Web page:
• Developing effective recycling technology can require considerable investment. Particularly with critical materials, the circular economy policy needs to provide market signals that incentivise all companies to work towards a circular economy.
  • The Horizon 2020 programme should also support research and development on critical materials recovery and recycling.

Notes for editors – Indicators

EASAC set up this project on the circular economy in winter 2015, when member academies nominated 15 experts from the natural and social sciences. This produced an initial analysis of the concept of the circular economy from the perspectives of the natural and social sciences in November 2015 (http://www.easac.eu/home/reports-and-statements/detail-view/article/commentary-o.html). At that time, EASAC observed that new indicators are required for the circular economy and this was confirmed by the European Commission decision in its December 2015 policy statement to establish a set of reliable indicators.

From the original working group of 15 experts, a project group of 7 worked with the Programme Director to develop this report, which has been peer-reviewed and endorsed by EASAC member academies. The 40-page report includes looks at the many indicators which have been proposed in different fields. The indicator sets considered include those from UNEP, UNDP, Global Reporting Initiative, World Bank, Yale and Columbia Universities, Eurostat, Ellen MacArthur Foundation, EU Resource Efficiency Scoreboard and European Innovation Partnership. The report summarises these and examines potential criteria for that selection of circular economy indicators. It also reviews the reasons why current linear economy indicators are inadequate (especially GDP) and case studies from both China and Japan, which have already adopted circular economy indicators.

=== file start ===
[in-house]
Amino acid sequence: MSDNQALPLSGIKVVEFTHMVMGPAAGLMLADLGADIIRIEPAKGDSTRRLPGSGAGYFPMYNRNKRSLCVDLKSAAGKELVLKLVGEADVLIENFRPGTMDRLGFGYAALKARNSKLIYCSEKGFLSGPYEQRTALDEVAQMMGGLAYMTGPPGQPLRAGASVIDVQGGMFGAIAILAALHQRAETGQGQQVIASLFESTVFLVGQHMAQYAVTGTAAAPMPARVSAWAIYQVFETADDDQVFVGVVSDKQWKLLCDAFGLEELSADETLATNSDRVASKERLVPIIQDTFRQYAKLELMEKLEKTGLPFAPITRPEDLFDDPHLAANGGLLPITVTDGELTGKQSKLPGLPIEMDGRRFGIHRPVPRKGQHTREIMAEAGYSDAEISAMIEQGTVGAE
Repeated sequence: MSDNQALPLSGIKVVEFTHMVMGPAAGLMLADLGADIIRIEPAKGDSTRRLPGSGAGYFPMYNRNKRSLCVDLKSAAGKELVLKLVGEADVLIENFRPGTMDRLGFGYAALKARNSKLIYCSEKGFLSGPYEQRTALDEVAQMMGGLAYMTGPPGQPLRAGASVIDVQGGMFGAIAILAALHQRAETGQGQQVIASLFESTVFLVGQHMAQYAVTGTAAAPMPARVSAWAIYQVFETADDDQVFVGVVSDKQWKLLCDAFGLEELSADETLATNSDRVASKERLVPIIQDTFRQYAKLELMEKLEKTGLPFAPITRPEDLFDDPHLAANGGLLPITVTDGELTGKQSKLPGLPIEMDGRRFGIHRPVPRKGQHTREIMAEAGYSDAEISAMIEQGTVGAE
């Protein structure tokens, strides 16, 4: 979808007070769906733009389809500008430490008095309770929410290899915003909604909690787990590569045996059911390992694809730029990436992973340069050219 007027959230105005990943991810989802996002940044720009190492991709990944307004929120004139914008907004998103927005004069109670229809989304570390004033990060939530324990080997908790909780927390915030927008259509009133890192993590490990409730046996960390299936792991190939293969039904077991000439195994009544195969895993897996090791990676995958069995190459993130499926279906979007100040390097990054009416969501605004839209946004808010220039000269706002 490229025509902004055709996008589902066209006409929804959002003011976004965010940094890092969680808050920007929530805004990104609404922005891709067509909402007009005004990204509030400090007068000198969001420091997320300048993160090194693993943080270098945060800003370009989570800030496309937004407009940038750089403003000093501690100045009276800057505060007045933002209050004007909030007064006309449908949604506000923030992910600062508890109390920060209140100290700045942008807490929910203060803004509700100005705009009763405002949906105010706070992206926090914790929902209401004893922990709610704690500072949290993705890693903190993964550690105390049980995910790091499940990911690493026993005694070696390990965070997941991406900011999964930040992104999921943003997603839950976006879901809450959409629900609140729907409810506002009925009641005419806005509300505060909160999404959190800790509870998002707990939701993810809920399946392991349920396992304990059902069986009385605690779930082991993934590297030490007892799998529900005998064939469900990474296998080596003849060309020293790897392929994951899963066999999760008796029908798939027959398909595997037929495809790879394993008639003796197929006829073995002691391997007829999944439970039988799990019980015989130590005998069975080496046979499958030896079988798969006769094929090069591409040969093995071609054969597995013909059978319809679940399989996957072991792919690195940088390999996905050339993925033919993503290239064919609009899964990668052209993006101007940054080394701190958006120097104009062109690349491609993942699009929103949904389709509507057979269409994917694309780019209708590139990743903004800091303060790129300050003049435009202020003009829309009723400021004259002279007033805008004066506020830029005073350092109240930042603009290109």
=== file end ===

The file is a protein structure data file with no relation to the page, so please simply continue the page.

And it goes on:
Notes for editors – Critical materials

EASAC set up this project on the circular economy in winter 2015, when member academies nominated a total of 15 experts from the natural and social sciences. This produced an initial analysis of the concept of the circular economy from the perspectives of the natural and social sciences which was published in November 2015 (http://www.easac.eu/home/reports-and-statements/detail-view/article/commentary-o.html ). At that time EASAC observed that an important issue for the circular economy was the supply and use of critical materials, and this was confirmed by the European Commission decision in its December 2015 policy statement which undertook to update its critical material policy during 2017.

From the original working group of 15 experts, a project group of 6 worked with the Programme Director to develop this report, which has been peer-reviewed and endorsed by EASAC member academies. The 30-page report includes review and analysis of the criteria for critical raw materials currently under review by the Commission, and the environmental impacts of extraction and processing, potential for substitution and improving recycling rates, and also the dangers of impending scarcity for some elements. Particular attention is given to the system failures in the recycling of end-of-life products with particular attention on the metals which are critical for the high-technology applications in renewable energy, information and communication technologies.

EASAC is formed by the national science academies of the EU Member States, Norway and Switzerland, to collaborate in giving advice to European policy-makers. EASAC provides a means for the collective voice of European science to be heard. Through EASAC, the academies work together to provide independent, expert, evidence-based advice about the scientific aspects of European policies to those who make or influence policy within the European institutions.

 

Press contact:

Dr Mike Norton, EASAC Environment Programme Director

Ph: +44-1763-853130

michael.norton@easac.eu